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  • Writer's pictureGODVERSITY

The Song of Moses


Faithful Shepherd, you have led me through some very difficult times and brought me safely through. Now as I seek to live for you, please grace me with Your presence. I pray that you guide my every move and action. Lord, I confess some days are more difficult and fire in my faith becomes dull. Renew me, O Lord, just as you did with reluctant Moses and untested Joshua. Then, Mighty Lord, please use me to help others find your promise and their way home to you. In Jesus' name I pray. AMEN.

As a minister, I am privileged to be present at many of the most important events in people's lives. Good or bad, to be there at the crossroads of life is a sacred trust. In those moments that are hardest, dying and death, verses like this one fill my heart with strength and remind me why I answered a call to serve in waters way above my head. God's promise here is a great reminder that what he began when he redeemed his people out of Egypt, he would also complete by bringing them into the Promised Land. Now, we can hear a more powerful promise behind these words. We can find it even more reasonable to trust them. God did what he said for Israel. Since he did for them, can't we say with confidence, "I know you will guide us to your holy dwelling?"


McLaren's Exposition

What a grand triumphal ode! The picture of Moses and the children of Israel singing, and Miriam and the women answering: a gush of national pride and of worship! We belong to a better time, but still we can feel its grandeur. The deliverance has made the singer look forward to the end, and his confidence in the issue is confirmed.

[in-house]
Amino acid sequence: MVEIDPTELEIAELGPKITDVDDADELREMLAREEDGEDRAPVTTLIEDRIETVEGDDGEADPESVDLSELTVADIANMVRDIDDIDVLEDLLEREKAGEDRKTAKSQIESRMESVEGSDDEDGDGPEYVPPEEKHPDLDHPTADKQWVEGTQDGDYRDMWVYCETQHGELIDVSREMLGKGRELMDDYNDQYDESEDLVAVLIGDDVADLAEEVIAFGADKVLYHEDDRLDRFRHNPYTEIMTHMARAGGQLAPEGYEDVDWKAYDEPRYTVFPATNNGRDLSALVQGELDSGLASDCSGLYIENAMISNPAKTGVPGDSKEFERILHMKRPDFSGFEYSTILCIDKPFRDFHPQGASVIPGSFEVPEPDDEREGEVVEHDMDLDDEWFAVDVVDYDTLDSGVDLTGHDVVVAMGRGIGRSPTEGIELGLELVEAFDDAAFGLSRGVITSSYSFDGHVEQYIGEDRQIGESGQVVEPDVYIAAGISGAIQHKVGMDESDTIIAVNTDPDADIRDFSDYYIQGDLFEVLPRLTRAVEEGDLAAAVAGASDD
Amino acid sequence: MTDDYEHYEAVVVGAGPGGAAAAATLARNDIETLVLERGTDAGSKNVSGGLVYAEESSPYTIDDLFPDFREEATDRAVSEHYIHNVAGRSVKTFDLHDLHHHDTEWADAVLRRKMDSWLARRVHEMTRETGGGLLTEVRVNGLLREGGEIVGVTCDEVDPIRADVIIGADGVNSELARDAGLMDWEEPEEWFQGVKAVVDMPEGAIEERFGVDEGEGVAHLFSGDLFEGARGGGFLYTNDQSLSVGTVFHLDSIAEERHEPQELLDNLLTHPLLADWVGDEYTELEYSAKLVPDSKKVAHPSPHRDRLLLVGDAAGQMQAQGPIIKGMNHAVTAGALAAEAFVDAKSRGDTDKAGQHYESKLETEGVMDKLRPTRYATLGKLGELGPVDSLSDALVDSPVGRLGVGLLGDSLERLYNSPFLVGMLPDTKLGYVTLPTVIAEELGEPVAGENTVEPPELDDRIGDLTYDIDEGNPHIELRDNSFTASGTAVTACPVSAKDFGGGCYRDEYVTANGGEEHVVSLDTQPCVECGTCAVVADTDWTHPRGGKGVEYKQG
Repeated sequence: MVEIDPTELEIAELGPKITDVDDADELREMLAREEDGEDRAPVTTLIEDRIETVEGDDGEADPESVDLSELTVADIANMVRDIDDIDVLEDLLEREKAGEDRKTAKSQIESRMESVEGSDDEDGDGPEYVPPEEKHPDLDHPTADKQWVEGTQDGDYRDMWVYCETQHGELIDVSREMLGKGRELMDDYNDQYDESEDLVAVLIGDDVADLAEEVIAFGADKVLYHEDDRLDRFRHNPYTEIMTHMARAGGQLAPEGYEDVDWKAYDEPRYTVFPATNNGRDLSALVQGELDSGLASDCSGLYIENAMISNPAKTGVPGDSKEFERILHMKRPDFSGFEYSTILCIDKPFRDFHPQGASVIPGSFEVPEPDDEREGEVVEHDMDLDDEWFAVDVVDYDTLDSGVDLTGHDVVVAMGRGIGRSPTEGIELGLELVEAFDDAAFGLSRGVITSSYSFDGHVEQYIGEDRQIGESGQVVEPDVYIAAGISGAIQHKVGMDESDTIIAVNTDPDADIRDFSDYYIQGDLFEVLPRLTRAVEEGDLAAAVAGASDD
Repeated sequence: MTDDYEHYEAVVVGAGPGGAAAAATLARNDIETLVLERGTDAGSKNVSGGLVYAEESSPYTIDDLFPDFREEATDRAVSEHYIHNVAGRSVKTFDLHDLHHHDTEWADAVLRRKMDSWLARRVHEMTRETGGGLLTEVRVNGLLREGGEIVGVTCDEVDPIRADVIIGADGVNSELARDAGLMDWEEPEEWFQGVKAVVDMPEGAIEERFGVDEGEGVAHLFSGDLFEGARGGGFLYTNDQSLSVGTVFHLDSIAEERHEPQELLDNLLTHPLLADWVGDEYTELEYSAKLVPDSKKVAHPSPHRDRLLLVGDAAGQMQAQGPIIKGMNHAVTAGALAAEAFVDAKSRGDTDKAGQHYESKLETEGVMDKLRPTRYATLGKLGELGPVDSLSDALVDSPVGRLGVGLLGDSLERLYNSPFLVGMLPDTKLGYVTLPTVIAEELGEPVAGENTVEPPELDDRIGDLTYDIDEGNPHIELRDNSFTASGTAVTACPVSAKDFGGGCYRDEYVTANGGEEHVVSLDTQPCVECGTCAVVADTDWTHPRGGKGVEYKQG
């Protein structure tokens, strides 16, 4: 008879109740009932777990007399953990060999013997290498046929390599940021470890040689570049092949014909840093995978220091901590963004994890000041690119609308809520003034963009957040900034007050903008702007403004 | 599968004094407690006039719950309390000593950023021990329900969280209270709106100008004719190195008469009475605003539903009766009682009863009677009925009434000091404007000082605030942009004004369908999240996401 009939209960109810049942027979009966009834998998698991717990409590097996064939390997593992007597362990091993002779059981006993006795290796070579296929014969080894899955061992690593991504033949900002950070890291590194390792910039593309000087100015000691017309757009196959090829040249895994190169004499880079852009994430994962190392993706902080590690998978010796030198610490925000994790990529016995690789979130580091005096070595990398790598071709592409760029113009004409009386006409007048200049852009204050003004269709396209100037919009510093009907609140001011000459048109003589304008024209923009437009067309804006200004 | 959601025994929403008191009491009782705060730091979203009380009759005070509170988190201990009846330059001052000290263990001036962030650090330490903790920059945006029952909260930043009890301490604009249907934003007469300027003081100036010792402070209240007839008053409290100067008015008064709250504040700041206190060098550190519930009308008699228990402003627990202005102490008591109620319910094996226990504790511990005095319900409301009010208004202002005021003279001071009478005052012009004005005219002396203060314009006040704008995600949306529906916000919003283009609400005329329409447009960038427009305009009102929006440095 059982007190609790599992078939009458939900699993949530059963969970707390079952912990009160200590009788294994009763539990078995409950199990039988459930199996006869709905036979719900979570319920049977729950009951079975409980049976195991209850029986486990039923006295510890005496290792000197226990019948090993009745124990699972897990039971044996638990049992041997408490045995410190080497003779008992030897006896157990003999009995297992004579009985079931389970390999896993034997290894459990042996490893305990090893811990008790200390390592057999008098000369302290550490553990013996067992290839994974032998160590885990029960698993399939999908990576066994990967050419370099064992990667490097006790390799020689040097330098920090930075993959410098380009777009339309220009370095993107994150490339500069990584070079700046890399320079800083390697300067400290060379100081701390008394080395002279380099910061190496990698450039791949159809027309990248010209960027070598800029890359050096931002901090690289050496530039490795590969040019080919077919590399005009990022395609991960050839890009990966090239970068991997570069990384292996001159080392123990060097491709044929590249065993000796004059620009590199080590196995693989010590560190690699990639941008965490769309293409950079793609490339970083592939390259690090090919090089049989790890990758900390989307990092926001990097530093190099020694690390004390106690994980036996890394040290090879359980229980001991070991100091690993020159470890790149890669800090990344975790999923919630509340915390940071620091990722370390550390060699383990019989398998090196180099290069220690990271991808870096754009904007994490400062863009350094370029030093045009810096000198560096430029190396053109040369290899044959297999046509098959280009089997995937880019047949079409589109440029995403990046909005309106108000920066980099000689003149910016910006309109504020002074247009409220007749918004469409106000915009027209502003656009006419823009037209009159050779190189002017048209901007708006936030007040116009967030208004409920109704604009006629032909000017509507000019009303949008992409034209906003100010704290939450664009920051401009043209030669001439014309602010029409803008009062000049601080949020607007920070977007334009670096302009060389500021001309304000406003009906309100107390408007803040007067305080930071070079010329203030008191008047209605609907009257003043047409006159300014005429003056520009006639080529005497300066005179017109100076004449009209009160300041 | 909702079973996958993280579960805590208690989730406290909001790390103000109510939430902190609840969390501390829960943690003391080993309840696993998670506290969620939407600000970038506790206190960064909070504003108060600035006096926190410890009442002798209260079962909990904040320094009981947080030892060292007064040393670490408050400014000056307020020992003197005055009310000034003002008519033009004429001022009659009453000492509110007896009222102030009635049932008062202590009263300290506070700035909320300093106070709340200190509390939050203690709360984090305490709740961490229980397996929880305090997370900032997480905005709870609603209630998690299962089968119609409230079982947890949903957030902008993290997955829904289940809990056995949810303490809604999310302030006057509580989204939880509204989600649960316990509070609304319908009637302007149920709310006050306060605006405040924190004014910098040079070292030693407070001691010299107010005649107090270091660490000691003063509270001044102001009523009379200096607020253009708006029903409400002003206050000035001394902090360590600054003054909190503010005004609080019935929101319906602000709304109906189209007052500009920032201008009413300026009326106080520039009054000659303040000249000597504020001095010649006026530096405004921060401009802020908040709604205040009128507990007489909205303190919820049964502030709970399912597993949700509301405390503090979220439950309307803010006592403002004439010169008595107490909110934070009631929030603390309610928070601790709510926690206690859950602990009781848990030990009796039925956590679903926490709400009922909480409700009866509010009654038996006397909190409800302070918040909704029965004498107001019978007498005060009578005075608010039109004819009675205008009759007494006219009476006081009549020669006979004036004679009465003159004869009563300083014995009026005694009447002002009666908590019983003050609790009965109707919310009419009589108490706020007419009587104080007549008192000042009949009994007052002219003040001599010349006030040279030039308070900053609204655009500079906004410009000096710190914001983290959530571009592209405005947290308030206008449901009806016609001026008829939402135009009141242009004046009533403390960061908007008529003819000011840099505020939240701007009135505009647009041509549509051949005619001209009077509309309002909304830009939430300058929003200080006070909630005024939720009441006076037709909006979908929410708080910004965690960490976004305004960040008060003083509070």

I. The guiding God: or the picture of the leading.

The original is ‘lead gently.’ Cf. Isaiah 40:11, Psalm 23:2. The emblem of a flock underlies the word. There is not only guidance, but gentle guidance. The guidance was gentle, though accompanied with so tremendous and heart-curdling a judgment. The drowned Egyptians were strange examples of gentle leading. But God’s redemptive acts are like the guiding pillar of fire, in that they have a side that reveals wrath and evokes terror, and a side that radiates lambent love and kindles happy trust.

‘In Thy strength.’ Cf. Isaiah 40:10, ‘with strong hand.’ ‘He shall gently lead.’ Note the combination with gentleness. That divine strength is the only power which is able to guide. We are so weak that it takes all His might to hold us up. It is His strength, not ours. ‘My strength is made perfect in {thy} weakness.’

‘To the resting-place of Thy holiness.’ The word is used for pasture, or resting-places for cattle. Here it meant Canaan; for us it means Heaven-’the green pastures’ of real participation in His holiness.

II. The triumphant confidence as to the future.

Based upon the deliverance of the past, it is as good as done. The believing use of God’s great past, and initial mercy, to make us sure of His future.

{a} In that He will certainly accomplish it.

{b} In that even now there is a foretaste-rest in toil. He guides to the ‘waters of resting.’ A rest now {Hebrews 4:3}; a rest ‘that remaineth’ {Hebrews 4:3, Hebrews 4:9}.

III. The warning against confidence in self.

These people who sang thus perished in the wilderness! They let go hold of God’s hand, so they ‘sank like lead.’ So He will fulfill begun work {Php 1:6}. Let us cleave to Him. In Hebrews 3:1 - Hebrews 3:19 and Hebrews 4:1 - Hebrews 4:16 lessons are drawn from the Israelites not ‘entering in.’ See also Psalm 95:1 - Psalm 95:11.



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